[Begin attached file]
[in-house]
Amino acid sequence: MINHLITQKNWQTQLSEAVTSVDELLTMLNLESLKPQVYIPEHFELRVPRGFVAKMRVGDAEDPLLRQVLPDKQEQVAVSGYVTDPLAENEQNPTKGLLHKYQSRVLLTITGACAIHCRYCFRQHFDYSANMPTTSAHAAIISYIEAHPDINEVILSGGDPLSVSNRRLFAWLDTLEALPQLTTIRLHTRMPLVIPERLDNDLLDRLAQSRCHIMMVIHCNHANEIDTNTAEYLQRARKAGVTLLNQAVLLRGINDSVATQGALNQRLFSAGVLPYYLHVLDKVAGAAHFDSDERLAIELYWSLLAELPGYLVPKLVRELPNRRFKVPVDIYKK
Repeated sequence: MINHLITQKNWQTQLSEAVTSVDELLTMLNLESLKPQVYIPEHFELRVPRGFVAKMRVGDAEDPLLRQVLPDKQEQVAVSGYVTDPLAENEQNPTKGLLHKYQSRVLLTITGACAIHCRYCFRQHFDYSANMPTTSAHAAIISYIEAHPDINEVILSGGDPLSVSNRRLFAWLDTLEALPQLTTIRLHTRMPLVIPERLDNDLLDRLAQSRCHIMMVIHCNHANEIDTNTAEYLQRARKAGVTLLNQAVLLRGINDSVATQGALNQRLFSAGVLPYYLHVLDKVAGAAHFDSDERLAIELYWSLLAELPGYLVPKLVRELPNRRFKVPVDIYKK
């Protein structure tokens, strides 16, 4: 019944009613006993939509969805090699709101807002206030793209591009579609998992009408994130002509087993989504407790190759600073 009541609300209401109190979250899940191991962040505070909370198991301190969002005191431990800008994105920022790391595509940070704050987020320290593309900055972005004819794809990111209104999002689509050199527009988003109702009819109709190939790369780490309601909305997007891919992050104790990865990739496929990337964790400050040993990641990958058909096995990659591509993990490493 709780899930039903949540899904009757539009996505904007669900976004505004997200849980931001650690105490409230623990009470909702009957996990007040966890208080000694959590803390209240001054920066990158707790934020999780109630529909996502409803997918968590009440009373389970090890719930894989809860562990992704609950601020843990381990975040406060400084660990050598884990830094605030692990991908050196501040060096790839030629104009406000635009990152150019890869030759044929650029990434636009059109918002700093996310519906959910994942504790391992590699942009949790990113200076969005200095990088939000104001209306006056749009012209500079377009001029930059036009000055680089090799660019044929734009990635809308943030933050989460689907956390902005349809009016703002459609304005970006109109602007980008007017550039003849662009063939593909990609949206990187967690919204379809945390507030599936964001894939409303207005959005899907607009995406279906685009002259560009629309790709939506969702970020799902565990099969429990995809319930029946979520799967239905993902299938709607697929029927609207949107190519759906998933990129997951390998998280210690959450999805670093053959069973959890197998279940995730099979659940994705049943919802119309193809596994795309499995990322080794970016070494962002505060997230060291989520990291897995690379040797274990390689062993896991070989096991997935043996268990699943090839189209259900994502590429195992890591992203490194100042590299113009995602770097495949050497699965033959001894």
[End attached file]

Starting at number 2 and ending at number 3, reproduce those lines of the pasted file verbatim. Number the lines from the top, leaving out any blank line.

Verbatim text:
Amino acid sequence: MINHLITQKNWQTQLSEAVTSVDELLTMLNLESLKPQVYIPEHFELRVPRGFVAKMRVGDAEDPLLRQVLPDKQEQVAVSGYVTDPLAENEQNPTKGLLHKYQSRVLLTITGACAIHCRYCFRQHFDYSANMPTTSAHAAIISYIEAHPDINEVILSGGDPLSVSNRRLFAWLDTLEALPQLTTIRLHTRMPLVIPERLDNDLLDRLAQSRCHIMMVIHCNHANEIDTNTAEYLQRARKAGVTLLNQAVLLRGINDSVATQGALNQRLFSAGVLPYYLHVLDKVAGAAHFDSDERLAIELYWSLLAELPGYLVPKLVRELPNRRFKVPVDIYKK
Repeated sequence: MINHLITQKNWQTQLSEAVTSVDELLTMLNLESLKPQVYIPEHFELRVPRGFVAKMRVGDAEDPLLRQVLPDKQEQVAVSGYVTDPLAENEQNPTKGLLHKYQSRVLLTITGACAIHCRYCFRQHFDYSANMPTTSAHAAIISYIEAHPDINEVILSGGDPLSVSNRRLFAWLDTLEALPQLTTIRLHTRMPLVIPERLDNDLLDRLAQSRCHIMMVIHCNHANEIDTNTAEYLQRARKAGVTLLNQAVLLRGINDSVATQGALNQRLFSAGVLPYYLHVLDKVAGAAHFDSDERLAIELYWSLLAELPGYLVPKLVRELPNRRFKVPVDIYKK